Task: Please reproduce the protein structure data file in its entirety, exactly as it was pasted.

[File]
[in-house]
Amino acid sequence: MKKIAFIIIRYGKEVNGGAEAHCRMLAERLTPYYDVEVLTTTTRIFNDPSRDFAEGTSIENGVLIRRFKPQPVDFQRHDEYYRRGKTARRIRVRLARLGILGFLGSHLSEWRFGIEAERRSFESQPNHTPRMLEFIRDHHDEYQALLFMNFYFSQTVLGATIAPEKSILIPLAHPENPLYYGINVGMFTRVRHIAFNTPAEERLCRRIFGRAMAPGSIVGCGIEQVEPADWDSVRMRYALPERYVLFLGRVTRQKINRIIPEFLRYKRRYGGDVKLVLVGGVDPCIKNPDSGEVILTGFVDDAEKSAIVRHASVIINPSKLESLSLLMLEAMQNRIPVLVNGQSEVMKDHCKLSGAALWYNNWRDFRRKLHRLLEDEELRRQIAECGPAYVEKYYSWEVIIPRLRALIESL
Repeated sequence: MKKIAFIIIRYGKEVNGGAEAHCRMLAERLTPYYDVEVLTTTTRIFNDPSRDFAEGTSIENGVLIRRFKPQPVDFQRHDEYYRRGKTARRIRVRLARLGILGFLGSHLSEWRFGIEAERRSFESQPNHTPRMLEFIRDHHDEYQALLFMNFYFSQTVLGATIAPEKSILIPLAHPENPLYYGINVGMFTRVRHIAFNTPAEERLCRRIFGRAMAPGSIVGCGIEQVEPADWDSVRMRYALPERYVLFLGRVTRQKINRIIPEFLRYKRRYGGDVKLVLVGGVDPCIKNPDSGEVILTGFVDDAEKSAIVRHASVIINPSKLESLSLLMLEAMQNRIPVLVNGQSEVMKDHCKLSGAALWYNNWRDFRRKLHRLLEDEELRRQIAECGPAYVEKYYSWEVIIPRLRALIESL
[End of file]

[in-house]
Amino acid sequence: MKKIAFIIIRYGKEVNGGAEAHCRMLAERLTPYYDVEVLTTTTRIFNDPSRDFAEGTSIENGVLIRRFKPQPVDFQRHDEYYRRGKTARRIRVRLARLGILGFLGSHLSEWRFGIEAERRSFESQPNHTPRMLEFIRDHHDEYQALLFMNFYFSQTVLGATIAPEKSILIPLAHPENPLYYGINVGMFTRVRHIAFNTPAEERLCRRIFGRAMAPGSIVGCGIEQVEPADWDSVRMRYALPERYVLFLGRVTRQKINRIIPEFLRYKRRYGGDVKLVLVGGVDPCIKNPDSGEVILTGFVDDAEKSAIVRHASVIINPSKLESLSLLMLEAMQNRIPVLVNGQSEVMKDHCKLSGAALWYNNWRDFRRKLHRLLEDEELRRQIAECGPAYVEKYYSWEVIIPRLRALIESL
Repeated sequence: MKKIAFIIIRYGKEVNGGAEAHCRMLAERLTPYYDVEVLTTTTRIFNDPSRDFAEGTSIENGVLIRRFKPQPVDFQRHDEYYRRGKTARRIRVRLARLGILGFLGSHLSEWRFGIEAERRSFESQPNHTPRMLEFIRDHHDEYQALLFMNFYFSQTVLGATIAPEKSILIPLAHPENPLYYGINVGMFTRVRHIAFNTPAEERLCRRIFGRAMAPGSIVGCGIEQVEPADWDSVRMRYALPERYVLFLGRVTRQKINRIIPEFLRYKRRYGGDVKLVLVGGVDPCIKNPDSGEVILTGFVDDAEKSAIVRHASVIINPSKLESLSLLMLEAMQNRIPVLVNGQSEVMKDHCKLSGAALWYNNWRDFRRKLHRLLEDEELRRQIAECGPAYVEKYYSWEVIIPRLRALIESL